The importance of internal health for skin: Part 1

close-up of woman touching her face with eyes closed

The eyes may be the window to the soul, but a lesser-known, yet equally important fact, is that the skin is a window to the body. Whether it’s the acne breakouts of the teenage years or the radiant glow of pregnancy, our skin tells a story. The key to good skin, therefore, is internal health.

In this two-parter, we will first look at the importance of internal health for skin – and the external signs that may indicate something serious is going on within the body – before moving on to all the ways you can keep your skin healthy from the inside out next week.

Importance of skin health

One of the biggest mistakes you can make is in assuming the skin solely plays an aesthetic role. In fact, it is the ultimate multitasker of the human body. Just a few of its jobs include:

  • Being the first line of defence, protecting us from bacteria, viruses, pollution and chemical substances, as well as acting as a shock absorber
  • Recognising pain sensations
  • Regulating body temperature
  • Protecting us against the sun
  • Maintaining the balance of fluid
  • Controlling moisture loss

Book a skin consultation with one of our qualified therapists here!

Skin conditions linked to health issues

It stands to reason, therefore, that certain skin conditions may well act as a red flag to something more serious going on:

Itchy skin

  • Liver disease. itchy skin could be an early symptom of liver disease, with one German study of almost 1,200 adults finding that an ongoing itch – as well as eczema – was strongly correlated to it. Hepatitis C – a virus that can infect and damage the liver – is just one example.
  • Allergies. From food to cats, all types of allergies can cause hives on the skin – even hours after initial contact.
  • Lymphoma. Itchy skin is often an early sign of this type of cancer and will usually be severe and constant. According to a survey of 100 patients, 88% reported ongoing itching which got worse as the cancer advanced.

the words dry written in cream on a hand

Image: ADragan/Shutterstock

Dry skin

  • Hypothyroidism – an underactive thyroid gland which doesn’t produce enough hormones – can be characterised by dry and dull skin, along with brittle hair and nails, fatigue, anxiety and extreme temperature intolerance. The chances of this are higher if you never experienced eczema as a child.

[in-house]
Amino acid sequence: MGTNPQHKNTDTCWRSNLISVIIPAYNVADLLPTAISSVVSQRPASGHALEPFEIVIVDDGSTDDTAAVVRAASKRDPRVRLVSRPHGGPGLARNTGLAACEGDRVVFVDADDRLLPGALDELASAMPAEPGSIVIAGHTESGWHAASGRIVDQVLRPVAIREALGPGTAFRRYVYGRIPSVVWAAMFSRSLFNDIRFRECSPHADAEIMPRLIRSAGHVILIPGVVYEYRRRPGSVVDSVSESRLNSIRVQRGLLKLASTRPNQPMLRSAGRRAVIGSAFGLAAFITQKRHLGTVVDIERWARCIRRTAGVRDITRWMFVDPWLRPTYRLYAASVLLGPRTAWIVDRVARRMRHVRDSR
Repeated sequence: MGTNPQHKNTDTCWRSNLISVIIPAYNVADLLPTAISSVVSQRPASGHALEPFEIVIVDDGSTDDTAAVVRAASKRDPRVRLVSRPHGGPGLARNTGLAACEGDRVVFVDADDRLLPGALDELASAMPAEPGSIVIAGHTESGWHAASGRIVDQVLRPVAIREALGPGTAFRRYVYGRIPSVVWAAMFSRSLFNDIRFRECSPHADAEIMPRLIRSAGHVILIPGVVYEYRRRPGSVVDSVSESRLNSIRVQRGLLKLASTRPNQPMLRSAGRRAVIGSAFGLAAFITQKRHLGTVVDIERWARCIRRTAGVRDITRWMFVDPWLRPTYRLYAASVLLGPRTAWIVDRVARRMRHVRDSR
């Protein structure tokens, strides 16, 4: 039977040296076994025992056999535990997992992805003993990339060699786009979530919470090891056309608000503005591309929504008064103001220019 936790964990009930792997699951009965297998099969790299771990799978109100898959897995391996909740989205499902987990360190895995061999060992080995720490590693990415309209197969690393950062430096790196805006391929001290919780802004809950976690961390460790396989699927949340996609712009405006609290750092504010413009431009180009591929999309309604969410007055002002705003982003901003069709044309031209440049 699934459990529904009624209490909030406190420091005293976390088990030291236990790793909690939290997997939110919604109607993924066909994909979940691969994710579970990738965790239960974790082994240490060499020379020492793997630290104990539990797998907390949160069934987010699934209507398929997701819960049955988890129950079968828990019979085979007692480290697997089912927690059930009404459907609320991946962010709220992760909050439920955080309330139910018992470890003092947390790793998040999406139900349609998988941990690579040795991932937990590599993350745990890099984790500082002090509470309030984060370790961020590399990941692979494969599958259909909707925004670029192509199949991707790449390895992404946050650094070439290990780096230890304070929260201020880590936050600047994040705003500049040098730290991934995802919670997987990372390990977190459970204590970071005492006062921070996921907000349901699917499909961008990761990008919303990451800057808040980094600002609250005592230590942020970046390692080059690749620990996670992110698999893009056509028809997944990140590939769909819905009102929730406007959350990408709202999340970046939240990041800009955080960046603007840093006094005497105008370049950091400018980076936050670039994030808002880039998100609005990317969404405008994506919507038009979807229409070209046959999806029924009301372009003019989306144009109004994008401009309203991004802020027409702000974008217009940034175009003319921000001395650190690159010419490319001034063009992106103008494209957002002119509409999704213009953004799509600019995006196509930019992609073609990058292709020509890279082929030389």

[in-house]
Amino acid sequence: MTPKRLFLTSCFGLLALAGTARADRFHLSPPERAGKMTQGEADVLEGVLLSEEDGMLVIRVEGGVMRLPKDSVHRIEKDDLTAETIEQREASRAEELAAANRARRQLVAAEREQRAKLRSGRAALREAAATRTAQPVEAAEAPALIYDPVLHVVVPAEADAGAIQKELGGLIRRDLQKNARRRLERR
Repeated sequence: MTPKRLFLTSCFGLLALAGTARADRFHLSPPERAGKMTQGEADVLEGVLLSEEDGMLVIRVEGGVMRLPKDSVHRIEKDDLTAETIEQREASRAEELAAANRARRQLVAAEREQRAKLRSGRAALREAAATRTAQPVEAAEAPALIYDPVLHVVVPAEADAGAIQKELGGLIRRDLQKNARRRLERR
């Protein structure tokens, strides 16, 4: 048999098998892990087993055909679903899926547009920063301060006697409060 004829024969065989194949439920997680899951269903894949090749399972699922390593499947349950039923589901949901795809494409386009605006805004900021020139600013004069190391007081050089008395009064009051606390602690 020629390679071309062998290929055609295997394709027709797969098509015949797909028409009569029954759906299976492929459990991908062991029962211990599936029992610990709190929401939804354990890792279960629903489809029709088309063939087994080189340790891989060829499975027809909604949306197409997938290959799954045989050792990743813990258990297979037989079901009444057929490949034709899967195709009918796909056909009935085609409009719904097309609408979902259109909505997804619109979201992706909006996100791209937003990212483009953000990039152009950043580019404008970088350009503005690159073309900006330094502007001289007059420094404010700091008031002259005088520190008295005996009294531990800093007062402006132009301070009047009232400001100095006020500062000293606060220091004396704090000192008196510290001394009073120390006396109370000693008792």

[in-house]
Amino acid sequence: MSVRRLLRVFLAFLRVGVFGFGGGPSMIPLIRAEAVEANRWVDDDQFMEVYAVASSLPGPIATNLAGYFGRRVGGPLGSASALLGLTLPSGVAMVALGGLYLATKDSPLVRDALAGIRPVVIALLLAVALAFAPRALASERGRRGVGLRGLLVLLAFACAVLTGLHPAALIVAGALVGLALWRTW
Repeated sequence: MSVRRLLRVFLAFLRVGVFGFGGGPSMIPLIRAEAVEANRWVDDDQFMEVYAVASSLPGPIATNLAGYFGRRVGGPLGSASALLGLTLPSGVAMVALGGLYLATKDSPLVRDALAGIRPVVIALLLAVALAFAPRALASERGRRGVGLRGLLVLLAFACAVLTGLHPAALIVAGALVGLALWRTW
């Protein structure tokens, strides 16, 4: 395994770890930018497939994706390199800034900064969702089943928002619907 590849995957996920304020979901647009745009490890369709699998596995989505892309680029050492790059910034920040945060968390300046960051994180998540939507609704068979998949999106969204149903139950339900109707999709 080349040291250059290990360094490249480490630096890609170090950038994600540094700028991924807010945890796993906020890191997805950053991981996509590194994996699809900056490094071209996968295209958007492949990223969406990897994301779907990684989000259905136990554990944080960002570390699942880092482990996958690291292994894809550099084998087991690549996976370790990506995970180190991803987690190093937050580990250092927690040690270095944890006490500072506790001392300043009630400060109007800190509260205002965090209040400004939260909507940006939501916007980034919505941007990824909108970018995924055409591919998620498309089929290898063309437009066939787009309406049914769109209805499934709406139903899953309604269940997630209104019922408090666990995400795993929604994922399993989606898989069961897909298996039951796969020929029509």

Read more about dry skin – and how to treat it – here

Acne

  • PCOS. If along with acne you experience excessive facial hair, weight changes, thinning hair and an irregular menstrual cycle, your body may be alerting you to the fact that you have Polycystic Ovary Syndrome (PCOS). The acne – in this case – would normally be found along the lower face and jawline.

a woman holding a magnifying glass up to her face revealing pigmentation

Image: lado/Shutterstock

Hyperpigmentation

  • Diabetes. Not only can patches of dark skin signal underlying diabetes, it may also cause a skin condition called plaques, which is characterised by thick, shiny areas caused by blood sugar-related changes in blood vessels. Elevated levels of blood sugar can also interfere with the skin’s ability to act as a protective barrier.
  • Hormonal diseases are sometimes signalled by a darkening of the skin, most visible in skin folds and joints.

Read more about hyperpigmentation – and how to treat it – here

Rash

A rash that does not respond to treatment and is accompanied by other symptoms such as fever, joint pain and muscle aches, could be a sign of infection.

  • Shingles. A painful rash is often the first sign of shingles, which is a re-activation of the chickenpox virus you probably had as a child.
  • Diabetes. Yet another sign that you may have this blood sugar disease could be in a rash on the back of the neck or around the arms, slightly darker in colour than your normal skin tone.
  • Hepatitis C. Also characterised by a purple rash on the lower legs that doesn’t respond to medication.

At Lovoir, we’re always available to help you with skincare, but if you’re worried that something more serious might be going on always see your doctor first.

Next week: Tune in to the second part in which we outline all the ways you can improve skin health from the inside out.

Looking forward to seeing you there!

 

Featured image: Diamantino Santos/Pixabay

 

 

 

 

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